Shines from within, pure, timeless, immortal. No makeup, no cosmetics – not even a whole face – required.
Fragmentary colossal marble head of a youth
Greek, Hellenistic period, 2nd century B.C.
Discovered at Pergamon, on upper terrace of gymnasium, 1879
Although this extraordinary head has long been known, its function and importance have only recently been understood. The youth, with long curling locks and a brooding expression, was originally part of a draped bust set into a marble roundel almost four feet in diameter. It is probably among the earliest known sculptures of this type (imagines clipeatae) in marble and over life-size in scale. It would have been one of several that adorned the walls of a particularly grand space in the gymnasium of ancient Pergamon. He may represent a young god or possibly Alexander the Great. Even in its damaged condition, the head exemplifies the combination of sensitivity and presence characteristic of the finest Hellenistic Pergamene sculpture.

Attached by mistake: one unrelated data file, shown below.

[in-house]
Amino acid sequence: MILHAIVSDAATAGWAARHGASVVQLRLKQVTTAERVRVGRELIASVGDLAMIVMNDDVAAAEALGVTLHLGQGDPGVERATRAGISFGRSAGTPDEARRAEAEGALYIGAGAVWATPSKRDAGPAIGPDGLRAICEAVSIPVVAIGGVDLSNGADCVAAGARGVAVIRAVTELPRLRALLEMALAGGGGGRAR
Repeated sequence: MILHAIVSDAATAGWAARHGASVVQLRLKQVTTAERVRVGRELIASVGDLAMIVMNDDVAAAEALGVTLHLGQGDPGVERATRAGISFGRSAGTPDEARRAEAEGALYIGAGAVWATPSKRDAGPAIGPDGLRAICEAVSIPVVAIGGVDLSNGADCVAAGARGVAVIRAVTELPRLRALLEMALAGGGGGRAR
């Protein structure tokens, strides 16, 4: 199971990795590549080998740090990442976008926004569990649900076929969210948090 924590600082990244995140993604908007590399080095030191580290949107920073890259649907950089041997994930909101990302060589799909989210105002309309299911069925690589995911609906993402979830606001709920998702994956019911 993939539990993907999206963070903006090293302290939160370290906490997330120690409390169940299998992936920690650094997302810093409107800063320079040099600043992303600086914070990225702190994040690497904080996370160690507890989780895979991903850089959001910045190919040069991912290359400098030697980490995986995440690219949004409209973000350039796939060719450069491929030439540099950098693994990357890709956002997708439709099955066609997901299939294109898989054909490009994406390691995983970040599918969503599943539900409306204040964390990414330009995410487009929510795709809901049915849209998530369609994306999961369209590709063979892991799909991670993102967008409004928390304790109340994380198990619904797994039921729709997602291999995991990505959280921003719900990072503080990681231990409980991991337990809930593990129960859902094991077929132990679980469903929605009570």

The Metropolitan Museum of Art
May 28th, 2017